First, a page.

A Night With the Synchronous Fireflies in the Great Smoky Mountains
By Pamela Blauvelt
This past June, some colleagues and I spent a magical night among the fairies in one of the most beautiful spots on Earth. What’s even better is that those twinkling lights were thousands and thousands of insects! We spent the night in absolute darkness in the forest with a bunch of strangers to get a glimpse of some bugs. Crazy? Maybe. Worth it? Absolutely.
Mary Vongas of ChemTec Pest Control in New Jersey, my colleague Eva Spencer at Griffin Pest Solutions in Michigan, and I were a lucky trio who got to take a trip to the synchronous firefly event in the Great Smoky Mountains National Park in 2018. This annual event is on most entomologist’s (and pest management professional’s) bucket list, a beautiful example of just how unusual insect dating and mating rituals can get.
Located in a small section of our country’s most-visited national park, the annual synchronous firefly event is the two-week mating season for the Photinus carolinus, America’s only species of firefly capable of a synchronized lighting display. Its mating season usually begins by late May and ends in early June, although this varies with temperature, weather, and rainfall.
The males of these tiny, flying fireflies, sometimes regionally known as lightning bugs, light up or “flash” their abdomens at females to attract a mate. It’s this lighting pattern that makes the fireflies at the event so famous.
Instead of the random, flash-at-will pattern common in most all other firefly species, the male Photinus carolinus has been flash-mobbing potential girlfriends for thousands of years. The males time or synchronize their flashes together as a mass, all going off together for a few twinkling seconds, then all going dark for a few moments. This pattern repeats all through the dusk and early night hours. Throughout the woods and across the park, from a height ranging from two feet off the ground to 10 feet above the forest floor, these fireflies spread out, twinkling like moving strands of Christmas lights, threaded through the trees, brush, and even over rivers and ponds.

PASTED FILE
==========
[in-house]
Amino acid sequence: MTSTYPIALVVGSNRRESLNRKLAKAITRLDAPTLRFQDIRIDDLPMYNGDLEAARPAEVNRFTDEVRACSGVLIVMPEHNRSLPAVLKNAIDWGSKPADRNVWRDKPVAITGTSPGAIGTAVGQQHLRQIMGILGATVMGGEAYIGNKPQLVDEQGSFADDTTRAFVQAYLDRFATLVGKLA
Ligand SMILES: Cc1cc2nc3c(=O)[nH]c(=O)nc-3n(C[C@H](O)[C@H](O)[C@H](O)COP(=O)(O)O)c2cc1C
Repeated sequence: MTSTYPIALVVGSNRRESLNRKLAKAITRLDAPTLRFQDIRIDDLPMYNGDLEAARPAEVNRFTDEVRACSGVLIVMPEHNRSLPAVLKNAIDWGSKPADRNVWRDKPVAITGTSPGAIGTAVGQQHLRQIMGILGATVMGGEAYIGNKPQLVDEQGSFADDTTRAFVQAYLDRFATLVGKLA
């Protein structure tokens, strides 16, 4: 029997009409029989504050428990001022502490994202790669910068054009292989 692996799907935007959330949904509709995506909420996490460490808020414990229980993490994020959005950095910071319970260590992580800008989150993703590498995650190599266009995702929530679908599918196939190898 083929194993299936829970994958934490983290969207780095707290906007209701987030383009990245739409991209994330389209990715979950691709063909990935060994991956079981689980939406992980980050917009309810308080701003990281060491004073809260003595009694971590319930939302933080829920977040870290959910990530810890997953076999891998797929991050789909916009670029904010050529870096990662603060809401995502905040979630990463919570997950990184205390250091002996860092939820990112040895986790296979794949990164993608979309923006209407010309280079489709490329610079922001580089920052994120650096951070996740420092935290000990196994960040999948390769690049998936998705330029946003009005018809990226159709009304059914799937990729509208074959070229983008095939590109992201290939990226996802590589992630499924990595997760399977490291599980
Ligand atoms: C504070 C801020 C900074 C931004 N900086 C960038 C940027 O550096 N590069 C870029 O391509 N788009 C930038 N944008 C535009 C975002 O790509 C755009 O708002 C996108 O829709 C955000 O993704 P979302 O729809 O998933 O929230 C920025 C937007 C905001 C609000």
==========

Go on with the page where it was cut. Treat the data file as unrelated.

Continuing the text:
The females stay on or close to the ground during this display, responding with a quick double flash as a response to the males. Scattered throughout this display, you’ll also get glimpses of the 18 other firefly species located within the park. One of note is a deadly copycat species that mimics the synchronous firefly’s flashes to lure in a mate, only to consume them. Watching this display with the other visitors—young and old, from as close as Pigeon Forge, Tennessee, to as far away as Osaka, Japan—in the dark coolness of an early summer night is truly a back-to-nature experience and well worth the multiple years spent entering (and losing) the lottery for a coveted spot on the shuttle buses.
Every year, around late April, the National Park Service announces the dates for the lottery to view the synchronous firefly event. In 2018, the park received 22,000 applications for the coveted 1,800 parking passes. Each parking pass is good for one vehicle with up to six firefly enthusiasts. Lottery winners and their scheduled view dates are announced during the second week of May. Costs are minimal: $2.00 per shuttle passenger and a $20 reservation fee. Applying for the lottery is free. When the day of your pass arrives, you pull into the park’s Sugarlands Visitor Center before 7 p.m. and get in line for a shuttle. The park service staff is good about giving you advance notice of what to bring and how to prepare for the night.
We spoke with many steadfast lottery applicants who waited more than five years to be selected. If you’re one of the lucky lottery winners, our best advice is to share the experience with family and friends, meet a few new friends on the way, and, when the show starts, just sit back, relax, and take in the magic.
Pamela Blauvelt is vice president of operations at Griffin Pest Solutions in Kalamazoo, Michigan, and a member of Professional Women in Pest Management, an affiliate group of the National Pest Management Association. Email: firstname.lastname@example.org